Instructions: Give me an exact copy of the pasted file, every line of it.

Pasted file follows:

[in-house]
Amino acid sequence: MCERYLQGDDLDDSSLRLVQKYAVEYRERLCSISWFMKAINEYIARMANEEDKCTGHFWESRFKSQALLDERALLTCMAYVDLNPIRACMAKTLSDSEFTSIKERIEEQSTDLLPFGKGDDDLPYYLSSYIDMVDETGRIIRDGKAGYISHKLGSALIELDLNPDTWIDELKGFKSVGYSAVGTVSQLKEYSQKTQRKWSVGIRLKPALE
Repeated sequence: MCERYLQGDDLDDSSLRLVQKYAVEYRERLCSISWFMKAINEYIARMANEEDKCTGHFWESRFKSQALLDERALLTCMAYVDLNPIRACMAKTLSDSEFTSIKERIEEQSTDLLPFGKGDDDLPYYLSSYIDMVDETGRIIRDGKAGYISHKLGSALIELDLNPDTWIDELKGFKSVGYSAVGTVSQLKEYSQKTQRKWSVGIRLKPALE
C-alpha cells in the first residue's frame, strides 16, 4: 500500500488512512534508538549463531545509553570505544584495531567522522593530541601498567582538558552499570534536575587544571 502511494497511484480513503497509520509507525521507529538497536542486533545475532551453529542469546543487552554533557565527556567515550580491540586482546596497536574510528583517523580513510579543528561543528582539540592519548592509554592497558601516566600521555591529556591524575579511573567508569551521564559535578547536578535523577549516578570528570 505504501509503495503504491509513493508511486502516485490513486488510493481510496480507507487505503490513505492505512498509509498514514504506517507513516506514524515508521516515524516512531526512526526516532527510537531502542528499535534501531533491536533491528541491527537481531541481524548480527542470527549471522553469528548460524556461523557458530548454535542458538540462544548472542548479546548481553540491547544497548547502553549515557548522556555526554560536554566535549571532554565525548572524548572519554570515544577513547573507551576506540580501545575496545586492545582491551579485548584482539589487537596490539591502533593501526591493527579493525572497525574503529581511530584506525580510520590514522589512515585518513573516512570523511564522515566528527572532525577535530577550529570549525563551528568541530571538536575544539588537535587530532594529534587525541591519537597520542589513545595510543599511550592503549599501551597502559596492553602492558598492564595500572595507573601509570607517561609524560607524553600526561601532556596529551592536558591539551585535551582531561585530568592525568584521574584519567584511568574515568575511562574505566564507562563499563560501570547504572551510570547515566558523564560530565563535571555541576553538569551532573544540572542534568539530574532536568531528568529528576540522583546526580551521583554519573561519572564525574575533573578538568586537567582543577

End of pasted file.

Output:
[in-house]
Amino acid sequence: MCERYLQGDDLDDSSLRLVQKYAVEYRERLCSISWFMKAINEYIARMANEEDKCTGHFWESRFKSQALLDERALLTCMAYVDLNPIRACMAKTLSDSEFTSIKERIEEQSTDLLPFGKGDDDLPYYLSSYIDMVDETGRIIRDGKAGYISHKLGSALIELDLNPDTWIDELKGFKSVGYSAVGTVSQLKEYSQKTQRKWSVGIRLKPALE
Repeated sequence: MCERYLQGDDLDDSSLRLVQKYAVEYRERLCSISWFMKAINEYIARMANEEDKCTGHFWESRFKSQALLDERALLTCMAYVDLNPIRACMAKTLSDSEFTSIKERIEEQSTDLLPFGKGDDDLPYYLSSYIDMVDETGRIIRDGKAGYISHKLGSALIELDLNPDTWIDELKGFKSVGYSAVGTVSQLKEYSQKTQRKWSVGIRLKPALE
C-alpha cells in the first residue's frame, strides 16, 4: 500500500488512512534508538549463531545509553570505544584495531567522522593530541601498567582538558552499570534536575587544571 502511494497511484480513503497509520509507525521507529538497536542486533545475532551453529542469546543487552554533557565527556567515550580491540586482546596497536574510528583517523580513510579543528561543528582539540592519548592509554592497558601516566600521555591529556591524575579511573567508569551521564559535578547536578535523577549516578570528570 505504501509503495503504491509513493508511486502516485490513486488510493481510496480507507487505503490513505492505512498509509498514514504506517507513516506514524515508521516515524516512531526512526526516532527510537531502542528499535534501531533491536533491528541491527537481531541481524548480527542470527549471522553469528548460524556461523557458530548454535542458538540462544548472542548479546548481553540491547544497548547502553549515557548522556555526554560536554566535549571532554565525548572524548572519554570515544577513547573507551576506540580501545575496545586492545582491551579485548584482539589487537596490539591502533593501526591493527579493525572497525574503529581511530584506525580510520590514522589512515585518513573516512570523511564522515566528527572532525577535530577550529570549525563551528568541530571538536575544539588537535587530532594529534587525541591519537597520542589513545595510543599511550592503549599501551597502559596492553602492558598492564595500572595507573601509570607517561609524560607524553600526561601532556596529551592536558591539551585535551582531561585530568592525568584521574584519567584511568574515568575511562574505566564507562563499563560501570547504572551510570547515566558523564560530565563535571555541576553538569551532573544540572542534568539530574532536568531528568529528576540522583546526580551521583554519573561519572564525574575533573578538568586537567582543577